Despite the ongoing conversations to recruit, retain, and foster the educational success of students of color in US higher education, research suggests that they still drop out at higher rates compared to their White counterparts. While many reasons like campus climate have been cited, this paper explores the import and impact of written organizational texts in fostering feelings of belonging and inclusion. Specifically this paper interrogates the multicultural ideals that are espoused through one campuses strategic document to determine its potential impact on the recruitment and retention of students of color who are historically underrepresented in US higher education. This case study illuminates the importance of identifying the ideological underpinnings of campus wide strategic statements. The present study suggests that students of color may feel less institutional affiliation and belonging due to this campuses mobilization of conservative and left-liberal multicultural ideals. The paper accomplishes this through discourse and content analytic methods through the lens of McLaren’s (1994) multicultural typological framework.

KEY WORDS: multiculturalism, marginalization, ideology, diversity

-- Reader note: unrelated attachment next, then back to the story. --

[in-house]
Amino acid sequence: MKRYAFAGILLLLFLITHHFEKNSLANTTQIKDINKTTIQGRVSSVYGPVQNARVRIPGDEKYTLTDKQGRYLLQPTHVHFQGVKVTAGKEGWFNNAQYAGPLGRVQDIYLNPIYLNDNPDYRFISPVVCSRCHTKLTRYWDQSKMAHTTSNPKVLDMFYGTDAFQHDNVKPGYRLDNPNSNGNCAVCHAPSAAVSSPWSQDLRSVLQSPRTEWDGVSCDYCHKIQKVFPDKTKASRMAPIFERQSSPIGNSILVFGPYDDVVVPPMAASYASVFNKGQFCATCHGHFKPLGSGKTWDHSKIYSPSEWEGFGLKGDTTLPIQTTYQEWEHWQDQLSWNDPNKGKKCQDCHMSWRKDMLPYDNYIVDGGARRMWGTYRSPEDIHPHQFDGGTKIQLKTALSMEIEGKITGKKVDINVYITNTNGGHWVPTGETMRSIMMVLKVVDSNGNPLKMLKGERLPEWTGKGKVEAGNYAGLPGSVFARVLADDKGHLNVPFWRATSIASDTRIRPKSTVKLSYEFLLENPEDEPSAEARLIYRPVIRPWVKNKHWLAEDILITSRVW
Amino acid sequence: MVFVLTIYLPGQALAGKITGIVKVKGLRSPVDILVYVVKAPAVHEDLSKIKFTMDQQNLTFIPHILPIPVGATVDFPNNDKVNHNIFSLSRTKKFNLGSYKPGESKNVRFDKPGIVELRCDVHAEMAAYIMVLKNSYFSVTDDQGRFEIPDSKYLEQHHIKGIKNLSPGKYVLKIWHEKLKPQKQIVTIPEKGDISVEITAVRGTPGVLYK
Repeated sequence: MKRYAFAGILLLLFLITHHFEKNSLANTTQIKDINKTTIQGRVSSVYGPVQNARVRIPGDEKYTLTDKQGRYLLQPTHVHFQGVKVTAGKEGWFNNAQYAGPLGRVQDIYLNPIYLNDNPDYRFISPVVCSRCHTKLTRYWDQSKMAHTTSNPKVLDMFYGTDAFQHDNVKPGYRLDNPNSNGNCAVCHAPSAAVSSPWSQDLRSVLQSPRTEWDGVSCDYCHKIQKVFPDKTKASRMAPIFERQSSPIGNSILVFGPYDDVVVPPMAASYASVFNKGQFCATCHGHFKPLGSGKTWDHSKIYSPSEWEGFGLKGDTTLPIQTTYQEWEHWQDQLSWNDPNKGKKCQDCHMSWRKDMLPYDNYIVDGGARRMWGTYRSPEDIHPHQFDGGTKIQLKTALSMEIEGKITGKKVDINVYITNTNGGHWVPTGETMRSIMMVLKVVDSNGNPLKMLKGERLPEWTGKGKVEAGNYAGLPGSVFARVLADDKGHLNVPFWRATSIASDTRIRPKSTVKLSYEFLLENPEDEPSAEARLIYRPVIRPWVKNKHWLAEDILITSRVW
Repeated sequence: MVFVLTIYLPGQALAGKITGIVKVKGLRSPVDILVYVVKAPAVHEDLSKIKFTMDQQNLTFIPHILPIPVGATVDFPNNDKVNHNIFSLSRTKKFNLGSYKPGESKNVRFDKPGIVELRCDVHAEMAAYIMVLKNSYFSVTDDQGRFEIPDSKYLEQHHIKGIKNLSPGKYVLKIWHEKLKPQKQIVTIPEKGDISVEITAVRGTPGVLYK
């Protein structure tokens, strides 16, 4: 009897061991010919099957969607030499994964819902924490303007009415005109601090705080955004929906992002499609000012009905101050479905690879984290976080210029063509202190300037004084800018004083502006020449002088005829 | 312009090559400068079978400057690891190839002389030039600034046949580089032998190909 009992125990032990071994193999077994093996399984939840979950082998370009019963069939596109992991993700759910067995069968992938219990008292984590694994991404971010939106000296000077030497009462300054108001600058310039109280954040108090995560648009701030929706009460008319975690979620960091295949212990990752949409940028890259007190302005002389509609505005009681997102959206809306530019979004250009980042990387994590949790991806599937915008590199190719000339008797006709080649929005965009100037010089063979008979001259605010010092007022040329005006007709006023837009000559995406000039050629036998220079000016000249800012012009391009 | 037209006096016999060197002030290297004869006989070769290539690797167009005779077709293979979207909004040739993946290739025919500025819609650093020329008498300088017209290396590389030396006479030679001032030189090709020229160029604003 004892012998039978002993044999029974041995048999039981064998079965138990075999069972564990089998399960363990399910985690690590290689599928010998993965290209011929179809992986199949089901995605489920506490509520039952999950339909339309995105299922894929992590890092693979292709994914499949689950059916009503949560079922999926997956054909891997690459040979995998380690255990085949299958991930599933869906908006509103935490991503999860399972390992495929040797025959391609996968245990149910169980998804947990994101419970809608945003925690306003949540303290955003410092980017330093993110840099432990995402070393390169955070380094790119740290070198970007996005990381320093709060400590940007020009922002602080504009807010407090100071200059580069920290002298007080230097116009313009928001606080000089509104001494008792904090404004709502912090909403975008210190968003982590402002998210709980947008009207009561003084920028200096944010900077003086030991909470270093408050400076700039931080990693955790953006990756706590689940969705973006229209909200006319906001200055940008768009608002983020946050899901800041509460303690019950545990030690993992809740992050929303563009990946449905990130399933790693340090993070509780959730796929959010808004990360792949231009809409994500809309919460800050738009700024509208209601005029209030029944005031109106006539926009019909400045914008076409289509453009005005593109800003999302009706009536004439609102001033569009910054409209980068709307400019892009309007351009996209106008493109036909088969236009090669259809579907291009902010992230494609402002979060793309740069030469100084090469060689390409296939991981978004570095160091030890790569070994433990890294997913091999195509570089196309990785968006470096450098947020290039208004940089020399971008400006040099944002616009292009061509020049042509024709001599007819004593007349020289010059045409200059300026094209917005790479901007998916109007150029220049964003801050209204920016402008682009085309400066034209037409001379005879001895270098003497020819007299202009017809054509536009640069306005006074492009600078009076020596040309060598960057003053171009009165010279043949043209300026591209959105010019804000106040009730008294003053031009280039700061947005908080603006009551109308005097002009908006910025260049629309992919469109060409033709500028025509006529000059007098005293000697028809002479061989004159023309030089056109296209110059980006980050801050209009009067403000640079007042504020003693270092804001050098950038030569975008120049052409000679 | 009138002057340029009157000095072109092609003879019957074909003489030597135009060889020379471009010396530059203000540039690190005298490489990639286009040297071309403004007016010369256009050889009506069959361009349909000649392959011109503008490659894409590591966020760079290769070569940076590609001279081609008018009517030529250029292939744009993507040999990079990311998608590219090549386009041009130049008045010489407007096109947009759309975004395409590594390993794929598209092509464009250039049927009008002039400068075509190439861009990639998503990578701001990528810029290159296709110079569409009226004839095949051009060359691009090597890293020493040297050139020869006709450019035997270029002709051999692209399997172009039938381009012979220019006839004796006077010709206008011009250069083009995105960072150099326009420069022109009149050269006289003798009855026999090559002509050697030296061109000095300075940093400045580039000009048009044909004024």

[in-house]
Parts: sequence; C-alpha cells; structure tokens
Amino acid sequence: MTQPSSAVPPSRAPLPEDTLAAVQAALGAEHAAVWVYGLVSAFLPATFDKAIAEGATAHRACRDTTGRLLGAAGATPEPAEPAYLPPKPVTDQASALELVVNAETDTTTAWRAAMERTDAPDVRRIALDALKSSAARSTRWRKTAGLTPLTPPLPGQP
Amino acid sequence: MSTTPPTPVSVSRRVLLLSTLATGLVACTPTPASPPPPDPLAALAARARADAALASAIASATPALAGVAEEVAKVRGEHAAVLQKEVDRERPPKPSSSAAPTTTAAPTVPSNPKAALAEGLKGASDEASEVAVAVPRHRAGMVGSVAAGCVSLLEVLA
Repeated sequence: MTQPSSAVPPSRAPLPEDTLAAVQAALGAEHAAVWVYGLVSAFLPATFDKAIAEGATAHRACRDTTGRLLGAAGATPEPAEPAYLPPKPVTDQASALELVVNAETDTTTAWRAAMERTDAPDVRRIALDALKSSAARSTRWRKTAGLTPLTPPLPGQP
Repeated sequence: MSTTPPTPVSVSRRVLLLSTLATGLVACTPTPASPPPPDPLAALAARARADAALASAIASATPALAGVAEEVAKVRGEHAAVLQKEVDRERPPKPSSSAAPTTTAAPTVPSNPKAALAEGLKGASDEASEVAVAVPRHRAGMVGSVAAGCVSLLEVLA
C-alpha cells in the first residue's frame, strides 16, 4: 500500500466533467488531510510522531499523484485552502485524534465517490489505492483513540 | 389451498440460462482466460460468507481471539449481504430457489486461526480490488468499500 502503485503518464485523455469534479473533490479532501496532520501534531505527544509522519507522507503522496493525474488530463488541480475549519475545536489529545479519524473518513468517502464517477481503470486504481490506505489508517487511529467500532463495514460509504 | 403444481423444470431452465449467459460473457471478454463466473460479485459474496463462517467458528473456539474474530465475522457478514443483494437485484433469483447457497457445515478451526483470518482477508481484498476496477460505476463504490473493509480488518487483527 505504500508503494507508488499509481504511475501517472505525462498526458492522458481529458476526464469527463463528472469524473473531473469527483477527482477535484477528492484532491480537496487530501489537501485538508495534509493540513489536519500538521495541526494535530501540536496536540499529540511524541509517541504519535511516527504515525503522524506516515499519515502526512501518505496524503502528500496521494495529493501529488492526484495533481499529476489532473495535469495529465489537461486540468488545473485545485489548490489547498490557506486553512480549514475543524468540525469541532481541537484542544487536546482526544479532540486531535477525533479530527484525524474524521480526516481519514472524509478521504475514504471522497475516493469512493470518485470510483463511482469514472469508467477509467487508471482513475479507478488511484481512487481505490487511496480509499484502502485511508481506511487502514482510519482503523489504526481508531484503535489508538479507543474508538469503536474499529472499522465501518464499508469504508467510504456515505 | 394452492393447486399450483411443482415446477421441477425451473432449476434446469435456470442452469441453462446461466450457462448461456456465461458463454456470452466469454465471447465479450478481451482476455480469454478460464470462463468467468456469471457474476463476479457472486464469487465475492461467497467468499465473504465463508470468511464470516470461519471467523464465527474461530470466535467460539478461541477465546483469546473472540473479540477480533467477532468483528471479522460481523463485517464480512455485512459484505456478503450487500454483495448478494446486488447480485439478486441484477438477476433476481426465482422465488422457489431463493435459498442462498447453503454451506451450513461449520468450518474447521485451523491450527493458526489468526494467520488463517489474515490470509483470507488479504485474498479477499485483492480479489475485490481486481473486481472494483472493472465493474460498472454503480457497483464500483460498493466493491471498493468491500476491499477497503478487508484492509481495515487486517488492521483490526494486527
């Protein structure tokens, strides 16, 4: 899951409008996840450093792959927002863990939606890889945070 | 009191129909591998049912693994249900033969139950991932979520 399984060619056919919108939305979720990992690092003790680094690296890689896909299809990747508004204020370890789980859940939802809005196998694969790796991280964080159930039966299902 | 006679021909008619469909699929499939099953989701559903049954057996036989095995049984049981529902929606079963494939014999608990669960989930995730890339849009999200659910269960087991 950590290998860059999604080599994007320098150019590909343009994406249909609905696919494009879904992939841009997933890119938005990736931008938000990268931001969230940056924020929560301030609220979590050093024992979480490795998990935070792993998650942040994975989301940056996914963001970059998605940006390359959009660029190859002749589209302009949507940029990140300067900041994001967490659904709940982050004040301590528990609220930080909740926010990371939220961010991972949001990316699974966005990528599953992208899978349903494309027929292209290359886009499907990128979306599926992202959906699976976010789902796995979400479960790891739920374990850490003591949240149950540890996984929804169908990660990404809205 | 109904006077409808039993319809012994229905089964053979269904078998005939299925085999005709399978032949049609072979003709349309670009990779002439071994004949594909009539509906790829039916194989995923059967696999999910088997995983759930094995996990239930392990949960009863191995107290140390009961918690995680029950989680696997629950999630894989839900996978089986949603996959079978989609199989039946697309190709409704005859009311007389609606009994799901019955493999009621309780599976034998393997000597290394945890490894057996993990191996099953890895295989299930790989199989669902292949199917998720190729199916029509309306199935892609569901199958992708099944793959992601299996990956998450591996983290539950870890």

Article

Children with Ethnic or Migratory Background: Transition from Family to Kindergarten

Author

Vassilis Pantazis
Assistant Professor University of Thessaly, Greece

Dimitris Mylonas, MSc
Teacher - Greece

Abstract

Multiculturalism could be referred as one of the most important factors outlining the current situation related to education, since the presence of children with other ethnic background is quite pronounced in the schools of Greece, lately.
The smooth adaptation of students with different ethnic background in school settings is directly related to their satisfactory transition and integration in the new educational and social environment. At the same time, family determines to a great extent the raise of children. The aim of this research studies the transition of children with different ethnic background from family to kindergarten; the relationship between teachers of these schools and their families, as well as the employees’ point of view in kindergarten regarding this group of children.

To achieve so, a questionnaire was asked to fill in by 107 teachers who worked in 48 schools situated particularly in Patra, Greece in March-April 2011. The main findings of the study are discussed along with certain suggestions for further studying referring to the transition of children with migratory background from family to kindergarten.

Keywords: multiculturalism; transition; family; preschool education

Article

Increasing Multicultural Students’ Writing Confidence and Motivation through Relational Care and Culturally Responsive Teaching: An Exploratory Inquiry

Author 

Janet C. Richards, Ph. D.